Mr. Speaker, another instance is the role of conditionalities as a precondition to accessing IMF bailouts which could help rebuild a sustainable macroeconomic position and improved fiscal position. These conditionalities also come with restrictions which also affect the economy in terms of recruitments among others.
Mr. Speaker, although Balima and Amadou (2019) have stated that a country that signs a programme with the IMF, normally experiences a slight improvement in its sovereign credit rating and a decrease in both government debt-to-GDP and fiscal deficit-to-GDP ratios, we cannot continue to be controlled by them in shaping our economic destinies. We need to chart a new path.
Mr. Speaker, in 2015, the government sought IMF bailout in the sum of a billion dollars. Yet, our economic conditions have not improved to our satisfaction. Mr. Speaker, kindly indulge me to provide the Executive Board’s conclusion on the discussions to give Ghana the extended credit facility in 2015 as summarised by Mr. Min Zhu, Deputy Managing Director and Acting Chair, “After two decades of strong and broadly inclusive growth, large fiscal and external imbalances in recent years have led to a growth slowdown and are putting Ghana’s medium-term prospects at risk. Public debt has risen at an unsustainable pace and the external position has weakened considerably. The government has embarked on a fiscal consolidation path since 2013, but policy slippages, exogenous shocks, and rising interest costs have undermined these efforts. Acute electricity shortages are also constraining economic activity.
“The new ECF-supported program, anchored on Ghana’s Shared Growth and Development Agenda, aims at strengthening reforms to restore macroeconomic stability and sustain higher growth. The main objectives of the program are to achieve a sizeable and frontloaded fiscal adjustment while protecting priority spending, strengthen monetary policy by eliminating fiscal dominance, rebuild external buffers, and safeguard financial sector stability.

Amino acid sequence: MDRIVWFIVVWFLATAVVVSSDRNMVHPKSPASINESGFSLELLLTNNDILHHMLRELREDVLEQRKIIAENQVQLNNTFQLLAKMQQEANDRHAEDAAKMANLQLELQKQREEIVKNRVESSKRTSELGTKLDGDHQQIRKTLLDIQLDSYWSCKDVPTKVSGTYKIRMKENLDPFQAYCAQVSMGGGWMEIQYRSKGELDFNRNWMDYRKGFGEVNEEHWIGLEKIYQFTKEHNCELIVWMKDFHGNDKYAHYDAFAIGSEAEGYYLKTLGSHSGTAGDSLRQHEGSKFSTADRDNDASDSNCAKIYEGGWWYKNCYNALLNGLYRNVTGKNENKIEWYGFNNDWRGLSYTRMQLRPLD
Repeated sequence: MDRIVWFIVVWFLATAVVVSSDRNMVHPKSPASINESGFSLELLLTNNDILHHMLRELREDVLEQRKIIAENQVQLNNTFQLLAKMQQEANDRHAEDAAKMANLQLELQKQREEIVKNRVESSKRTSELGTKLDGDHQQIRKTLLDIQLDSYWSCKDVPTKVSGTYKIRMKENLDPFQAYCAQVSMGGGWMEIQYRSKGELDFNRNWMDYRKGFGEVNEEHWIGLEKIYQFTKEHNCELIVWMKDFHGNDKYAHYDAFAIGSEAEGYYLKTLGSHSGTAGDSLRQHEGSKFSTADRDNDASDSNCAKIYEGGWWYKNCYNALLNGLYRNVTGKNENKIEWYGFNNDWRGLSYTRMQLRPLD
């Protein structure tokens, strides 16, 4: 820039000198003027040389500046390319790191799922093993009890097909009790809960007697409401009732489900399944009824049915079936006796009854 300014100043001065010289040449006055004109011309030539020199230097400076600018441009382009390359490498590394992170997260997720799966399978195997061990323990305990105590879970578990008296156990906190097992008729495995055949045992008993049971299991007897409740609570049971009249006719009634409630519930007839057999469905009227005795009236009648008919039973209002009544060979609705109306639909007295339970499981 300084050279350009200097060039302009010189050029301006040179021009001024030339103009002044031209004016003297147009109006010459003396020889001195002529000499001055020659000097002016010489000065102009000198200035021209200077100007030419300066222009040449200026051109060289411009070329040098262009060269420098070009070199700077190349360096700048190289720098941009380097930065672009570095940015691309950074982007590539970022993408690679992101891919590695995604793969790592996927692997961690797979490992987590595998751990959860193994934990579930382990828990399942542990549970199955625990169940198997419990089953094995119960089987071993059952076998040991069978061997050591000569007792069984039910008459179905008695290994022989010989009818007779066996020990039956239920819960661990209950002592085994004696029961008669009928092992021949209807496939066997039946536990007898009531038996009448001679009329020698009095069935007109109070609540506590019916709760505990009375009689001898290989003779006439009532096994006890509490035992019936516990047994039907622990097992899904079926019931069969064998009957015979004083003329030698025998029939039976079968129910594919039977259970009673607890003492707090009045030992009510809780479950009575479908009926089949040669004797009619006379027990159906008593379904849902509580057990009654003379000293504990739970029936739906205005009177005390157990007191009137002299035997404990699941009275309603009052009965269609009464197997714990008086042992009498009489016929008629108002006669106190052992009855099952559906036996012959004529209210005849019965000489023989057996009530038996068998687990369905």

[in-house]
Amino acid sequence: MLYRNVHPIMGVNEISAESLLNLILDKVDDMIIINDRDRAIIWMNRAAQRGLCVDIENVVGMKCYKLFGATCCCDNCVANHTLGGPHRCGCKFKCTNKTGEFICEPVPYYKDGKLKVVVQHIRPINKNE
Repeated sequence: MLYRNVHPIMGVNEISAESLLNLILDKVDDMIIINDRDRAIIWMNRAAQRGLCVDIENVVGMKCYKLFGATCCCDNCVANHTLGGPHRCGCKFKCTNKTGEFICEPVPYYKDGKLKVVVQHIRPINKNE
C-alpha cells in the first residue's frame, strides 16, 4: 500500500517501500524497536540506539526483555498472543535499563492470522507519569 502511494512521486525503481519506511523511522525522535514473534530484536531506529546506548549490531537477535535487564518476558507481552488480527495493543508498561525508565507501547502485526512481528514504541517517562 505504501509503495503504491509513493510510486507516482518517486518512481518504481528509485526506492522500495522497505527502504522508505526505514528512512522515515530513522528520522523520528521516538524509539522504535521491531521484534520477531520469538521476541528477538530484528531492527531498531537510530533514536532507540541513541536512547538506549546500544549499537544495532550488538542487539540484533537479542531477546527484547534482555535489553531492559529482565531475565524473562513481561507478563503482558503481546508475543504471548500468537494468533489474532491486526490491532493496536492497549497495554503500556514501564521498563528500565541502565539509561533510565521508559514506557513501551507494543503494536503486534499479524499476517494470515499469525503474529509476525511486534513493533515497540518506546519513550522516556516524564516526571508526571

“Achieving key fiscal objectives will require strict containment of expenditure, in particular of the wage bill and subsidies. The government’s efforts to mobilize additional revenues will also help create more space for social spending and infrastructure investment, in particular in the energy sector. The government is rightly adjusting expenditures further to mitigate the shortfall in oil revenue and avoid a larger debt build-up. Moreover, a prudent borrowing strategy will be needed to ensure that financing needs are met at the lowest possible cost.
“The government’s structural reform agenda appropriately focuses on strengthening public financial management and enhancing transparency in budget preparation and execution. Strengthening expenditure control will be critical to avoid new accumulation of domestic arrears. The government should continue to clean up the payroll and improve control of hiring in the public sector to address one of the main sources of fiscal imbalances in the recent past. At the same time, enhanced transparency in the public finances will be critical to garner broad support for reforms.
“The authorities are strengthening monetary operations and gradually eliminating monetary financing of the budget to improve the effectiveness and independence of monetary policy and bring inflation down to single digit territory. Safeguarding financial sector stability will be important for supporting private sector activity.”
Mr. Speaker, the above narrative by the Fund and the suggested solutions can be done by us. We can do it. We can commit ourselves to raising revenue from within the country to develop our land.
Mr. Speaker, I would like to implore the House to embrace domestic might, and not foreign control in improving our socioeconomic fortunes. The electronic transaction levy is a domestic might.
Let, me conclude, Mr. Speaker, by commending our gallant patriots for their foresightedness, vision and sacrifice to ensure a prosperous nation realized on the might of the people from within its domestic resources.
Thank you, Mr. Speaker, for indulging me. I am forever grateful.